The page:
STORIES OF SEHWAG - A unique cricketer cheerfully unconcerned about record books
Read more below
- Published 23.03.13
I was in southern China when I heard Virender Sehwag had been dropped. The news didn’t leave a mark, for cricket is not something much spoken of in the Peoples Republic. Then, a week later, on the plane back home, I began listening to Bismillah Khan, and the memories began to crowd my mind. As my playlist went through Nand Kedar, Shyam Kalyan, Yaman, Durga and the rest, I thought only of the maverick genius from Najafgarh, of his walk, his demeanour, the coloured cloth over his head, and, from time to time, of the range and subtlety of his strokeplay. Every innings of his that I ever saw was replayed in as much detail as the mind of a 55-year old will allow.
That it was Bismillah Khan who set me on to Sehwag may not have been an accident. Bismillah was one of the Fab Five of Great Modern Instrumentalists, in character closer to this particular opening batsman than were the others. Nikhil Banerjee was quiet and understated, Vilayat Khan angular and complicated, Ravi Shankar focused and ambitious, Ali Akbar Khan enigmatic, even inscrutable. Bismillah, like Sehwag, was both joyful and guileless (perhaps the two must go together).
As the shehnai played all around me, I went back — as historians are trained to do — to the beginning. I first saw Virender Sehwag bat in a one-day match against Australia, in Bangalore, shortly after the epic Calcutta Test of 2001. Known then as an off-spinning all-rounder, Sehwag came in to bat low down the order. To his second or third delivery, he walked down the wicket and hit the greatest bowler since S.F. Barnes down towards where my son and I sat in the BEML Stand. It was a statement of intent — that was how he would always play, regardless of the state of the game or the reputation of the bowler. Warne or Murali, Pollock or McGrath, they all came and went the same way. He went on here to score a 50, and to take three wickets in an Indian win.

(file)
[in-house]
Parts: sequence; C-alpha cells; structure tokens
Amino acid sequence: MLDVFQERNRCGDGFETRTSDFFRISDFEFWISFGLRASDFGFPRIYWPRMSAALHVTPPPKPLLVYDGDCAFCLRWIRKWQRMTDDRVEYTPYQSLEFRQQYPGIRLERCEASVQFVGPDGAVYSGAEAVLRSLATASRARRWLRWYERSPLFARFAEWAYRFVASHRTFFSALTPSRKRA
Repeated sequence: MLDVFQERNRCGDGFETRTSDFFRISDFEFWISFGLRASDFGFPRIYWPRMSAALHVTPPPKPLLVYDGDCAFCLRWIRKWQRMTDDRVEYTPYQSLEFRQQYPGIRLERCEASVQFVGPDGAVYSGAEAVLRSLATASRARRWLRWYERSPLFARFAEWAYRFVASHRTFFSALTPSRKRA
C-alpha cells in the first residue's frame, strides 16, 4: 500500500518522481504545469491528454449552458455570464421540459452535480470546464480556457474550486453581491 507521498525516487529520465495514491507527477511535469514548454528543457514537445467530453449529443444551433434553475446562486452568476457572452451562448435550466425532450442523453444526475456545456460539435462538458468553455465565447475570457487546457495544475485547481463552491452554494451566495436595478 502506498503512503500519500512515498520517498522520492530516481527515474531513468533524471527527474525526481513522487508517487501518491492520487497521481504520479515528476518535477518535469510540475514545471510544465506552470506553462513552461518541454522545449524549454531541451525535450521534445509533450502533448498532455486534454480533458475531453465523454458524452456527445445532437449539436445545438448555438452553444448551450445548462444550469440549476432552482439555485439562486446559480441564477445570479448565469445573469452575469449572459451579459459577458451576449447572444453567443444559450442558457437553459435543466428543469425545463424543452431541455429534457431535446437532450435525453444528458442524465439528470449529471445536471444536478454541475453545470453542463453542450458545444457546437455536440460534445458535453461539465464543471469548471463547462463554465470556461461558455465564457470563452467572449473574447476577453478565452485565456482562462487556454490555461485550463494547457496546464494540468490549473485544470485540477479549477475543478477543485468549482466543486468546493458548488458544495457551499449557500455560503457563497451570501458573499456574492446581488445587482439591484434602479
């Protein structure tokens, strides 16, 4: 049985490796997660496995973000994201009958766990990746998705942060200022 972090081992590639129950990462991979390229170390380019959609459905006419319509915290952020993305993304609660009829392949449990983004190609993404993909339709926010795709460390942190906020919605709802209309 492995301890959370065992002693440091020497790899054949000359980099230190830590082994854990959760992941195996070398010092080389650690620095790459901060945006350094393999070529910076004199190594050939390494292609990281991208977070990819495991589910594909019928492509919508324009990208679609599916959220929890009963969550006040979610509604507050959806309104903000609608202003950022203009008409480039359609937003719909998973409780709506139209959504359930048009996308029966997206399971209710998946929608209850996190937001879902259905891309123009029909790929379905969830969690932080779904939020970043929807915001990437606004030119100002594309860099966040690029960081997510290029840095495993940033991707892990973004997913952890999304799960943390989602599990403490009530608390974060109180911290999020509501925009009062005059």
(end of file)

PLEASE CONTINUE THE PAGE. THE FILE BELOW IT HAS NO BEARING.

Later that year I saw Sehwag play a Test match against England. The scorecard tells me that he hit 13 boundaries in a score of 66. I suppose some must have been glides past point and flicks past midwicket. The boundary I remember best came early in his innings. Sachin Tendulkar was batting at the other end. The Master had got fluently to 50, but was then tied up by Ashley Giles, bowling over the wicket. Sachin thrust his ample backside at the ball, padding up, time and again. On the other hand, Sehwag smartly reverse-swept the first ball he received from the left-arm spinner for four. We were impressed, but his partner, apparently, was unnerved. When he next faced Giles, Sachin ran aimlessly down the wicket and was out for 90, stumped for the first time in his Test career.
In the summer of 2002, I was in England on work. An indulgent friend got me a press pass for the Lord’s Test. India went into bat at teatime on the second day, after England had amassed 487. Sehwag, by now an opener, played some exquisite drives and cuts off the fast bowlers. When Ashley Giles came on to bowl, he immediately hit him through and over cover for two fours. The spinner, in fright (or flight), went over the wicket. Sehwag now made room to drive through the off-side again, missed, and was bowled.